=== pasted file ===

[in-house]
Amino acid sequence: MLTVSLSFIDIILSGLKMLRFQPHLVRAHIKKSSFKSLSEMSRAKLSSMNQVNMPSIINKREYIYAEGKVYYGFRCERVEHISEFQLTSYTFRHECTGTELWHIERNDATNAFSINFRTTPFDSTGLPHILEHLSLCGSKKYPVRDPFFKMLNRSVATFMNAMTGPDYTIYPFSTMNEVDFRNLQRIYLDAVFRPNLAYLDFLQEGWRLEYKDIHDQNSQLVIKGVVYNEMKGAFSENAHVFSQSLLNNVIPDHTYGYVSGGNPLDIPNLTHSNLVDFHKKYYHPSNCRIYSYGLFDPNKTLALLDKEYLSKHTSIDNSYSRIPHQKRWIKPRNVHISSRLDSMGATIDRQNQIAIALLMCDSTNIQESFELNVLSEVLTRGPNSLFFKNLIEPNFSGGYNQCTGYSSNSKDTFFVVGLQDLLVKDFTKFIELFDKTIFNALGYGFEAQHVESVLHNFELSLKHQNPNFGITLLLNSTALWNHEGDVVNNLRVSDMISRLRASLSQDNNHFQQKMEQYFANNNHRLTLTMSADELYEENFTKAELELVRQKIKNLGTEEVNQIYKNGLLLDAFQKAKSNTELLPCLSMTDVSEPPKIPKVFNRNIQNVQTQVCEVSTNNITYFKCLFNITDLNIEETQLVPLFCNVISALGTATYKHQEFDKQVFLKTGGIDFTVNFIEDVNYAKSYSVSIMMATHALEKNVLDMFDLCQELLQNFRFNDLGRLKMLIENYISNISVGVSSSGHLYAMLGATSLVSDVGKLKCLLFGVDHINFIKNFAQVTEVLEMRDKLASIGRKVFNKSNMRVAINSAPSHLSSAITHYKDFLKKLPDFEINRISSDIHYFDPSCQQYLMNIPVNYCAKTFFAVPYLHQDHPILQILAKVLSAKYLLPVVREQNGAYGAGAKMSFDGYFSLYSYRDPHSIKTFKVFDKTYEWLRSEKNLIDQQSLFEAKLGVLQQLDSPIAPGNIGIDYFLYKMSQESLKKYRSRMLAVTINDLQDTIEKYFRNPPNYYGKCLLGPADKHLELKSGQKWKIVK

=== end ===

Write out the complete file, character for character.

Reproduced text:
[in-house]
Amino acid sequence: MLTVSLSFIDIILSGLKMLRFQPHLVRAHIKKSSFKSLSEMSRAKLSSMNQVNMPSIINKREYIYAEGKVYYGFRCERVEHISEFQLTSYTFRHECTGTELWHIERNDATNAFSINFRTTPFDSTGLPHILEHLSLCGSKKYPVRDPFFKMLNRSVATFMNAMTGPDYTIYPFSTMNEVDFRNLQRIYLDAVFRPNLAYLDFLQEGWRLEYKDIHDQNSQLVIKGVVYNEMKGAFSENAHVFSQSLLNNVIPDHTYGYVSGGNPLDIPNLTHSNLVDFHKKYYHPSNCRIYSYGLFDPNKTLALLDKEYLSKHTSIDNSYSRIPHQKRWIKPRNVHISSRLDSMGATIDRQNQIAIALLMCDSTNIQESFELNVLSEVLTRGPNSLFFKNLIEPNFSGGYNQCTGYSSNSKDTFFVVGLQDLLVKDFTKFIELFDKTIFNALGYGFEAQHVESVLHNFELSLKHQNPNFGITLLLNSTALWNHEGDVVNNLRVSDMISRLRASLSQDNNHFQQKMEQYFANNNHRLTLTMSADELYEENFTKAELELVRQKIKNLGTEEVNQIYKNGLLLDAFQKAKSNTELLPCLSMTDVSEPPKIPKVFNRNIQNVQTQVCEVSTNNITYFKCLFNITDLNIEETQLVPLFCNVISALGTATYKHQEFDKQVFLKTGGIDFTVNFIEDVNYAKSYSVSIMMATHALEKNVLDMFDLCQELLQNFRFNDLGRLKMLIENYISNISVGVSSSGHLYAMLGATSLVSDVGKLKCLLFGVDHINFIKNFAQVTEVLEMRDKLASIGRKVFNKSNMRVAINSAPSHLSSAITHYKDFLKKLPDFEINRISSDIHYFDPSCQQYLMNIPVNYCAKTFFAVPYLHQDHPILQILAKVLSAKYLLPVVREQNGAYGAGAKMSFDGYFSLYSYRDPHSIKTFKVFDKTYEWLRSEKNLIDQQSLFEAKLGVLQQLDSPIAPGNIGIDYFLYKMSQESLKKYRSRMLAVTINDLQDTIEKYFRNPPNYYGKCLLGPADKHLELKSGQKWKIVK